December 9, 2011

‘We are all God’s children’

African Mass celebrates archdiocese’s various cultures

Holy Angels parishioner Marsha Carter of Indianapolis, left, and St. Rita parishioner Mary Guynn of Indianapolis present the offertory gifts during the African Catholic Mass on Dec. 4 at St. Rita Church in Indianapolis. (Photo by Mary Ann Garber)

Holy Angels parishioner Marsha Carter of Indianapolis, left, and St. Rita parishioner Mary Guynn of Indianapolis present the offertory gifts during the African Catholic Mass on Dec. 4 at St. Rita Church in Indianapolis. (Photo by Mary Ann Garber)

By Mary Ann Garber

Vocalist Claudia Banks closed her eyes and lost herself in the music as she praised God by singing composer Donald Lawrence’s inspirational song “Encourage Yourself.”

Her beautiful voice filled St. Rita Church in Indianapolis on Dec. 4 during the annual Mass sponsored by the archdiocesan African Catholic Ministry. (See a photo gallery from the event)

“Sometimes you have to encourage yourself,” Banks sang, accompanied by St. Rita Parish choir members. “Sometimes you have to speak victory during the test. And no matter how you feel, speak the word and you will be healed. … Encourage yourself in the Lord.”

Bishop Christopher J. Coyne, apostolic administrator and principal celebrant, smiled as he listened to the talented St. Rita parishioner sing from her heart during the joyful, multicultural Advent liturgy.

The uplifting song continued the theme of Bishop Coyne’s homily, which focused on gratitude to God for many blessings.

“The Good News is the victory of Jesus Christ, the Son of God, the victory over sin and death, the victory over brokenness, the victory over what separates us from the love of God and from each other,” Bishop Coyne said. “That’s the victory you proclaim. That’s the Good News. And that’s the victory that you and I have taken upon ourselves as Christians. Christ is victorious. He is the victor and we, his people, share that with him.”

But when times get tough, we sometimes forget how much we owe God, he said. “Granted, there are times when it’s hard to feel full of praise for God or feel victorious. … It’s easy to be faithful when things are going good. It’s when things are tough that we’re called to be faithful, that we’re called to find our way to God.”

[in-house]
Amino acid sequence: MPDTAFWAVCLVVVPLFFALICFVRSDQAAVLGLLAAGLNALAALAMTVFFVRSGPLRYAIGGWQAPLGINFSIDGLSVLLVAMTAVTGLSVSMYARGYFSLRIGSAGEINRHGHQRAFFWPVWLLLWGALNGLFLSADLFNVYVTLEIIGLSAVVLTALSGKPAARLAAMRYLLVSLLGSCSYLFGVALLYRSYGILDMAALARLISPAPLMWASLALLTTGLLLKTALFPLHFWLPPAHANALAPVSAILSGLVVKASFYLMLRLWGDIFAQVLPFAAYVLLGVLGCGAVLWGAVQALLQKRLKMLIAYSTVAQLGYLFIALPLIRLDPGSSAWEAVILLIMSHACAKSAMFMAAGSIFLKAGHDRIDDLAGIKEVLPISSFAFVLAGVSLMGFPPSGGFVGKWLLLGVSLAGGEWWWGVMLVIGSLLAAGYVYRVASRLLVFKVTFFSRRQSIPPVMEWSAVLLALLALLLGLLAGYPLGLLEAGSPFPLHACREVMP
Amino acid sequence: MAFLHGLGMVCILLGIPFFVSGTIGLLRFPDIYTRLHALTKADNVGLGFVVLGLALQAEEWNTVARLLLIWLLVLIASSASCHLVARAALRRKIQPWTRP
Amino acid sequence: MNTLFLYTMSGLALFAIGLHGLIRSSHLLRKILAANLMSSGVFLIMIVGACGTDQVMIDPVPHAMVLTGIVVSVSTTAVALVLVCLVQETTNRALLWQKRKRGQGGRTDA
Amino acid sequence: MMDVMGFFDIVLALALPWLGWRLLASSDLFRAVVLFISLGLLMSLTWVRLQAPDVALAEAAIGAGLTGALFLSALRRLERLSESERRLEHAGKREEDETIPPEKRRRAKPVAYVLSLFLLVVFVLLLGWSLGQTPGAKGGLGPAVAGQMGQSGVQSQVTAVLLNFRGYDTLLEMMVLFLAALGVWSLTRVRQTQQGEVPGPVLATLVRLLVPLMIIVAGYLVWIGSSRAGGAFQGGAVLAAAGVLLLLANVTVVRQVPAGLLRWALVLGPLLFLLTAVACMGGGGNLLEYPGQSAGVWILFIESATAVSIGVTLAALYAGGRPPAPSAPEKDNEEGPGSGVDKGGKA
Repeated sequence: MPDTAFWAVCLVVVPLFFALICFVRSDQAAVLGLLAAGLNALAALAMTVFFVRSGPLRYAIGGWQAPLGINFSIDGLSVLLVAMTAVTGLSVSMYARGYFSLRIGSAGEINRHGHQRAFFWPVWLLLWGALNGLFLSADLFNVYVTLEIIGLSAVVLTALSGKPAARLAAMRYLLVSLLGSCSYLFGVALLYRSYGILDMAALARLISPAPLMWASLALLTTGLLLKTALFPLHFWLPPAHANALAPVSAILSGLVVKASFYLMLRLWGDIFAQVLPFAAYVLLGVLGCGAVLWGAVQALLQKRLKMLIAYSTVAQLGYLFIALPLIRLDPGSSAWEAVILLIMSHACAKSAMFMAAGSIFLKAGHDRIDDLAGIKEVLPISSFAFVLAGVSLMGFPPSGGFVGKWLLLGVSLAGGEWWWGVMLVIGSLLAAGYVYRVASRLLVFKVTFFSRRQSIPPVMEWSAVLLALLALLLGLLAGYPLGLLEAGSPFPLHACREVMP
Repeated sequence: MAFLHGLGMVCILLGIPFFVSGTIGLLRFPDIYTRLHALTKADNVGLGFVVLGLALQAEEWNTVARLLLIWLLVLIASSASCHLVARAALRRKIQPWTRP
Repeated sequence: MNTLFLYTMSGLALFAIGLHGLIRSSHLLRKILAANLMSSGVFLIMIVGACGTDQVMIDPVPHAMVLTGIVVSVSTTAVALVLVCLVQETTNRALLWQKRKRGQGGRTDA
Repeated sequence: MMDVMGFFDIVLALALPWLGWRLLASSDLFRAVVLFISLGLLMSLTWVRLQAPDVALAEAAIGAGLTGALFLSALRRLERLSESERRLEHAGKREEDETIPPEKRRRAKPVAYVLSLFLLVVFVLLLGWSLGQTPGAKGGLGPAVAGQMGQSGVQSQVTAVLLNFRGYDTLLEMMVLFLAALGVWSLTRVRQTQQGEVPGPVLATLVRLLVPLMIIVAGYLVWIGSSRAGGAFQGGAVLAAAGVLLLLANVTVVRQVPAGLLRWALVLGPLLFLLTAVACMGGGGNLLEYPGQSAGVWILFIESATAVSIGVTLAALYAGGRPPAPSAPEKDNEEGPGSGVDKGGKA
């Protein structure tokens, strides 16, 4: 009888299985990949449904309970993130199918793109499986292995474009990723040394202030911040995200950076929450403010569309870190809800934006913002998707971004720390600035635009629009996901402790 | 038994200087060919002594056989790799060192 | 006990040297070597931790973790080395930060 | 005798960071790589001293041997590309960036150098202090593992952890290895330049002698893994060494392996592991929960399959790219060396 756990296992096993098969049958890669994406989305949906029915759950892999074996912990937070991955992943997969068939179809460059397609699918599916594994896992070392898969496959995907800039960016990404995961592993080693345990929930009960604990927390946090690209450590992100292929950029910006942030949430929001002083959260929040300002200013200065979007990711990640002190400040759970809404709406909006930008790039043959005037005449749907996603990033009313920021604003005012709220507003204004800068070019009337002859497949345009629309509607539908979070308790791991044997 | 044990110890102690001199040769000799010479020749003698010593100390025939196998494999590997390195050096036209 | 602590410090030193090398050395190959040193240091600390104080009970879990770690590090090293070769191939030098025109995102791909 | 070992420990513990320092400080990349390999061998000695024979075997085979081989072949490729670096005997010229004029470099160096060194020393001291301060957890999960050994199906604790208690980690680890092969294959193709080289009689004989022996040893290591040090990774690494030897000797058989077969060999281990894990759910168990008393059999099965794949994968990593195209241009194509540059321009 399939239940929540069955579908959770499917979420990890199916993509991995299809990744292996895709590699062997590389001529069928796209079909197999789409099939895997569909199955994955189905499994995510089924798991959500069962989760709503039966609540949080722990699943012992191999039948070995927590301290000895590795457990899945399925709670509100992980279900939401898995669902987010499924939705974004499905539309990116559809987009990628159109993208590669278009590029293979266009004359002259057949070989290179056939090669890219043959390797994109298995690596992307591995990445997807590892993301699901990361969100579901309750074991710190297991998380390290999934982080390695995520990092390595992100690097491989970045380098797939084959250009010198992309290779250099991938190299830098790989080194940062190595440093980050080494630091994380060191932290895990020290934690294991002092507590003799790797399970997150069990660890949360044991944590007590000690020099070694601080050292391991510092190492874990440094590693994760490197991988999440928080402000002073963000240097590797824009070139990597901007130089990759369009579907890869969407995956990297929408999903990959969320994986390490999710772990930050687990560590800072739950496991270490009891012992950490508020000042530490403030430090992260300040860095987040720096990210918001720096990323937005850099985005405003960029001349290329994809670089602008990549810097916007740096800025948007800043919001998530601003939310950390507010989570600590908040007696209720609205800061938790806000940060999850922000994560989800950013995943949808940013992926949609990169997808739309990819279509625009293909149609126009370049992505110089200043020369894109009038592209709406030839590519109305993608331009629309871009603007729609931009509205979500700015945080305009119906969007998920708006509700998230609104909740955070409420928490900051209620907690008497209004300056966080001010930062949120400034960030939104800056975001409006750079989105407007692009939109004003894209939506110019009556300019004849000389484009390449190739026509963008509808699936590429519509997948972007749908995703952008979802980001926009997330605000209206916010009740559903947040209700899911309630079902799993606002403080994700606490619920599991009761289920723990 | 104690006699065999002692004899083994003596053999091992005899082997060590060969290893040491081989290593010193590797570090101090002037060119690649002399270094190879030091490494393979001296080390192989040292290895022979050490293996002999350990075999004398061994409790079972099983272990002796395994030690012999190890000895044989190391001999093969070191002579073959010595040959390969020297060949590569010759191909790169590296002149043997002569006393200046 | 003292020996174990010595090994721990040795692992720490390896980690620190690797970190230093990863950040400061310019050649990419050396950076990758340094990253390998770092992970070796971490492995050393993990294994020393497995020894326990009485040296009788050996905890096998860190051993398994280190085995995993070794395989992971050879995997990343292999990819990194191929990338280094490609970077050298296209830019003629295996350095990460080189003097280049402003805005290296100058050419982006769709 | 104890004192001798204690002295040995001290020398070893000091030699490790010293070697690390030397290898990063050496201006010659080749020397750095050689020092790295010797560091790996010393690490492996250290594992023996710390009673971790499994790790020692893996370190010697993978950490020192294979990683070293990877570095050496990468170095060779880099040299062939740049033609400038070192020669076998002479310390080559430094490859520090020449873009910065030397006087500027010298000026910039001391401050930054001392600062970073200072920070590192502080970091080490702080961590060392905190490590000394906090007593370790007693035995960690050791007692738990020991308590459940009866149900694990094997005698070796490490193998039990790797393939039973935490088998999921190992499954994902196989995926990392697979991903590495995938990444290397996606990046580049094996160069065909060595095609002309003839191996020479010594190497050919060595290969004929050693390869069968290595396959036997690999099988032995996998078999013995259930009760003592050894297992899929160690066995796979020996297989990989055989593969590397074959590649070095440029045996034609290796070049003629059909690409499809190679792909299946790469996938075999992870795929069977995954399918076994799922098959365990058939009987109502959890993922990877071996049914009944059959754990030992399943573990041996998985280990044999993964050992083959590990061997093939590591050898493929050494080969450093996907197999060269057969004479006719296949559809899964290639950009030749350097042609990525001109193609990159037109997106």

To overcome discouragement, Bishop Coyne told the gathering, “think about how there have been moments in our lives when we’ve been victorious over brokenness, when we’ve found great love in the people that we know, when we’ve had such great faith to be able to do such wonderful things, when we’ve turned away from sin in our lives.

“Sometimes it’s just a matter of thinking, ‘I’m in between victories at this moment, but I’m moving toward something that is good,’ ” he said, “that ‘God is blessing me and filling me with his goodness,’ that ‘I have this sense of where I’m going,’ that ‘the victory of Christ is so much a part of my life,’ and that ‘the Good News lives in my life.’

“I like to think that Christians, as people of hope, can infect the world around us with our [positive] attitude,” Bishop Coyne explained, “… our attitude of victory, that Christ has brought us the Good News and we bear the Good News. We can find it in our lives and live the good life.”

Wherever we are and whatever we do, he said, we can say “Praise the Lord” and do the best things we can to offer God praise and live that victory in daily life.

“My encouragement to all of us today is to let the Good News ring in our hearts, to be a people of the victory of Christ, and let it be spread from this place and be Good News to everyone that needs to hear it,” Bishop Coyne said, “and to be strengthened by the word of God, by the praise and worship that we share and, most especially, by the Eucharist, which we are so fortunate to receive.”

At the conclusion of the Mass, Holy Angels parishioner Sally Stovall of Indianapolis, coordinator of the archdiocesan African Catholic Ministry, presented a handmade purple chasuble to Bishop Coyne as a thank you gift then several African Catholics taught him how to say words in their native languages.

Missionary Sisters of Our Lady of Africa Sister Demetria Smith, a member of SS. Peter and Paul Cathedral Parish in Indianapolis, assisted with the liturgy as commentator.

“In the African culture,” Sister Demetria said, “giving thanks to God in all circumstances is a very common and important practice.”

The Knights and Ladies of Peter Claver also participated in the Mass.

After the liturgy, St. Rita parishioner Charles Guynn of Indianapolis, a Knight of Peter Claver, said it was quite an honor to have the bishop serve as the principal celebrant with five other priests.

“It was a tremendous service,” Guynn said, “and it was good to have the bishop here with us. … You could tell he was enjoying the service.”

St. Rita parishioner Mary Guynn, Charles Guynn’s mother, helped present the offertory gifts to Bishop Coyne.

“He’s got the heart,” she said of the bishop after the Mass.

African Catholics from several parishes prepared a variety of ethnic recipes from their home countries, and were thrilled when Bishop Coyne joined them for a meal and social time in the parish hall.

“I come every time they have an African Mass,” Mary Guynn said. “It helps us to realize that we are all God’s children.” †

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